It seems like every couple of months an outbreak of food poisoning occurs somewhere in the United States. Due to unsafe handling practices or contamination from animals, one food or another becomes tainted with bacteria or a virus that causes a number of people to become ill. But some foods tend to cause more outbreaks than others. If you’re curious as to which foods are the most common causes of food poisoning, read on. You may be surprised by what makes the list.
The next time you have a steak for dinner, you may want to order it well-done. Eating undercooked meat, or poultry for that matter, is a sure-fire way to contract food poisoning. Raw meat and poultry contains bacteria like E. coli, salmonella and campylobacter, so if your steak or chicken is undercooked, you could consume these or other bacteria. This can be especially dangerous for young children, the elderly and women who are pregnant as they have weakened immune systems.
If you’re cooking a steak, pork or roast, make sure the internal temperature reaches at least 145 degrees. For ground meats, cook them to 160 degrees and cook ground poultry to 165 degrees. All other poultry should be cooked to an internal temperature of at least 165 degrees.
Like undercooked meat and poultry, you also have to be careful about consuming raw or undercooked seafood, especially raw oysters. Oysters can carry a bacteria known as Vibrio vulnificus, which is transferred through seawater. They can also carry viruses such as Norovirus and Hepatitis A. Oysters, as well as clams and mussels, should be cooked until their shells open. If an oyster’s shell doesn’t open after cooking, throw it away.
Fresh tuna fish can sometimes contain scombroid toxins, which cause scombroid illness. Symptoms of scombroid illness include nausea, cramps and flushing of the skin. These toxins can also be found in other types of freshwater fish and can occur in tuna that’s been left in a warm temperature for too long. Unfortunately, scombroid toxins cannot be cooked away, so if you suspect your fish may be contaminated, throw it away.
Fruits and vegetables are often the cause of food poisoning because they’re typically eaten raw. Tomatoes are no exception and are usually contaminated with salmonella. According to the Center for Science in the Public Interest, tomatoes were the cause of 31 outbreaks between 1990 and 2006.
Lettuces, spinach and other leafy greens often become contaminated with E. coli and salmonella through contaminated equipment, contact with animals or unclean handling.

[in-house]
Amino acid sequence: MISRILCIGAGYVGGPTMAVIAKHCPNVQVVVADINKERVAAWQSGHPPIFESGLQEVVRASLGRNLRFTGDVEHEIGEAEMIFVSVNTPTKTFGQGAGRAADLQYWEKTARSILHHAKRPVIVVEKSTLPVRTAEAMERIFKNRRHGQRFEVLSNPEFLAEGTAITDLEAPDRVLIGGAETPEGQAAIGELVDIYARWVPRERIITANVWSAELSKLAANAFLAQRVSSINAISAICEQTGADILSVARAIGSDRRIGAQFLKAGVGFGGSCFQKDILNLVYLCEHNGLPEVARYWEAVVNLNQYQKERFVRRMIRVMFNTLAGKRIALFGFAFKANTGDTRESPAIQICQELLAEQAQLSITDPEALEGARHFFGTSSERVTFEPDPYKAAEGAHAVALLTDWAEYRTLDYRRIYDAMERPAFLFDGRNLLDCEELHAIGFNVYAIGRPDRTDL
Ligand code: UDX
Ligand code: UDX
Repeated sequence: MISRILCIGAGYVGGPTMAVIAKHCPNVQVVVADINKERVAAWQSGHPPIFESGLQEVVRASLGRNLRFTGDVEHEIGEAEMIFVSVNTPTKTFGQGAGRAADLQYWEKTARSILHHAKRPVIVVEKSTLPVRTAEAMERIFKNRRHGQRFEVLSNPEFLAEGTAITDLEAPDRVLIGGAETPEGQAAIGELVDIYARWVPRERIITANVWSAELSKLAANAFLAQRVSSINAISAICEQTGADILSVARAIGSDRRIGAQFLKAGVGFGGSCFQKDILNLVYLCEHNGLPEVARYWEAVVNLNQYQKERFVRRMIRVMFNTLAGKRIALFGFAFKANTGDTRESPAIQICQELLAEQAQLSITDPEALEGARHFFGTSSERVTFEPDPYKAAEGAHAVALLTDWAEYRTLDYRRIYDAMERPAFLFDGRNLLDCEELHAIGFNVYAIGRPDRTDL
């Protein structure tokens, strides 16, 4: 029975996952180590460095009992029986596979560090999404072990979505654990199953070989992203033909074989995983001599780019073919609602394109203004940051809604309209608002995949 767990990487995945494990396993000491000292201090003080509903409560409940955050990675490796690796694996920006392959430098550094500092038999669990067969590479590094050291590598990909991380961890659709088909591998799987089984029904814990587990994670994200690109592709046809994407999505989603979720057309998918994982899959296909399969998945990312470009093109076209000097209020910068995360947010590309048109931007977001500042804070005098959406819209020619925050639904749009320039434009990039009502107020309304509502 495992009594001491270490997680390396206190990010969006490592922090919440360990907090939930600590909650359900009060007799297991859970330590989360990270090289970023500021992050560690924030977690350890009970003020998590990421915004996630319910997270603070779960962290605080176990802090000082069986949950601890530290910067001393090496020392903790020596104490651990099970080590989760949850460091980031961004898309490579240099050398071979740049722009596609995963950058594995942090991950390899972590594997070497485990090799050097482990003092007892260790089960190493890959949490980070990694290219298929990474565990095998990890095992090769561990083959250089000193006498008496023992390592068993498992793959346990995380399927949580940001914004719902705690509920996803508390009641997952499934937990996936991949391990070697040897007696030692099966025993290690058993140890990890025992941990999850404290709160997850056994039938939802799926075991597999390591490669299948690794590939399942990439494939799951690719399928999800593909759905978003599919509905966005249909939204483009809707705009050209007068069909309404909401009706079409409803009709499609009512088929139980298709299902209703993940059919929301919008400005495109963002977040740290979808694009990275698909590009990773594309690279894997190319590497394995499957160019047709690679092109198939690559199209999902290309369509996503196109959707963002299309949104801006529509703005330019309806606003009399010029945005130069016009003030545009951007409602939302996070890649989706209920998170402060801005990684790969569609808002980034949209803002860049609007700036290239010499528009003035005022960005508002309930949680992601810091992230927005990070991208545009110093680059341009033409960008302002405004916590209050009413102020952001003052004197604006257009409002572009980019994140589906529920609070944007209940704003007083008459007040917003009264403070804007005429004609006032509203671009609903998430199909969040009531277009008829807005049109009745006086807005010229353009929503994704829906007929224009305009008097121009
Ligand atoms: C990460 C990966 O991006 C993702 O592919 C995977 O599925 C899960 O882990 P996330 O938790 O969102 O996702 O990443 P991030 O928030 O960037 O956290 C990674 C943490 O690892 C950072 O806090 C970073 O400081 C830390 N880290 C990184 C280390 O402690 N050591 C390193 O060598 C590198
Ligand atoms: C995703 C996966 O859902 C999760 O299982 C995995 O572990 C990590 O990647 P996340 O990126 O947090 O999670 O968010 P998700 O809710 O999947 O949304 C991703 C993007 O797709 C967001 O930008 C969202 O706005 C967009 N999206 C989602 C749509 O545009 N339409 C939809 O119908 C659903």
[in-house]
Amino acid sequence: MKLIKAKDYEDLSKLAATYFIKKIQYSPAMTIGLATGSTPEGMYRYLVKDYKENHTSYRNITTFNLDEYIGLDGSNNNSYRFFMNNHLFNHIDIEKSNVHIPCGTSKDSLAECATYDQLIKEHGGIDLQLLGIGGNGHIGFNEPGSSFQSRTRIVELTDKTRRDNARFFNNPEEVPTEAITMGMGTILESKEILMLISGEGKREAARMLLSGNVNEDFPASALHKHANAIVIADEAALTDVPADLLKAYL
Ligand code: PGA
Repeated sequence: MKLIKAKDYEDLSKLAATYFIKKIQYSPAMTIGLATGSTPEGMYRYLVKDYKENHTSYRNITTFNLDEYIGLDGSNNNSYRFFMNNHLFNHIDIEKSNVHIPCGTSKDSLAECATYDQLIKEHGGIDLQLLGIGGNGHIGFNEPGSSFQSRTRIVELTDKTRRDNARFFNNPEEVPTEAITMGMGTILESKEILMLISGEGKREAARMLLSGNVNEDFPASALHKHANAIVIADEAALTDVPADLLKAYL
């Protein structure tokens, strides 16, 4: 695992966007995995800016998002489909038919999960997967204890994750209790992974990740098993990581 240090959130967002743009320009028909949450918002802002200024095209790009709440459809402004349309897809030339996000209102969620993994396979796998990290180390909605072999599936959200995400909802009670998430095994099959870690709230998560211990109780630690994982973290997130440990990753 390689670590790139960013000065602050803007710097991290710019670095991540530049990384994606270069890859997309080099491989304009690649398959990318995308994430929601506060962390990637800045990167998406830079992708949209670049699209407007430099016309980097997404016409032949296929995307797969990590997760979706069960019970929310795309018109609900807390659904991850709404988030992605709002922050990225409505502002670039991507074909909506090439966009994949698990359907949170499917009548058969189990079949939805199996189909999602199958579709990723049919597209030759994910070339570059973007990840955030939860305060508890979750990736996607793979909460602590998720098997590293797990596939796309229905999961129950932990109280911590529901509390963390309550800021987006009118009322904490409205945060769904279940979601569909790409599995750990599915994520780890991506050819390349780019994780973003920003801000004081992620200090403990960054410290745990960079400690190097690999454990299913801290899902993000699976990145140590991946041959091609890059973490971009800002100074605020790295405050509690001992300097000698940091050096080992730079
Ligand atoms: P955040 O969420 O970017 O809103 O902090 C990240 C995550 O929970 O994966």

These seeds are usually grown in hot, humid conditions, which are also the best conditions to breed bacteria. E. coli and salmonella are frequently found on sprouts and are often spread through improper handling practices.
Eggs are a common cause of salmonella poisoning. While the bacteria can be found on the outside of the shell, it’s more likely to be found inside the egg itself. It’s usually passed on from the mother hen before the shell has even had a chance to form.
Yes, that favorite summer treat is to blame for a number of food poisoning outbreaks. Ice cream is a common source of salmonella, which usually comes from tainted eggs that have been used as an ingredient. Soft-serve ice cream has also been linked to listeria, which can be especially harmful to pregnant women. This bacteria is typically found lurking in soft-serve machines or it can come from the milk of contaminated cows.
Since it takes so many steps to make cheese, there are so many chances to introduce bacteria into the cheese. Salmonella is most often found in cheese, but soft cheeses, like soft-serve ice cream, are a common source of listeria.
Raw, or unpasteurized, milk can harbor bacteria such as E. coli, salmonella and listeria. Raw milk has been the cause of many outbreaks over the years and is illegal to buy in certain states. Raw milk that comes from a commercial farm or from cows that are grain-fed or pumped up with hormones are more likely to be contaminated than raw milk that comes from a small or local farm.
Other foods that commonly cause food poisoning are berries and potatoes. According to the CSPI, berries were the cause of 25 outbreaks between 1990 and 2006 and caused almost 3,400 illnesses. Potatoes have caused more than 100 outbreaks, according to the CSPI, and are common causes of listeria and salmonella poisoning. But the potato itself is not usually the source of bacteria. The bacteria is transferred through improper handling techniques.
In fact, most of the foods themselves are not really to blame. Bacteria is usually spread to these foods from unclean equipment or deli counters, unclean hands and even through contact with animals. If these foods are not stored at the proper temperature or are cross-contaminated, then a foodborne illness is inevitable. So if you’re now feeling a little leery of the foods that have made this list, don’t worry. The key is being aware of where your food comes from and how it is handled.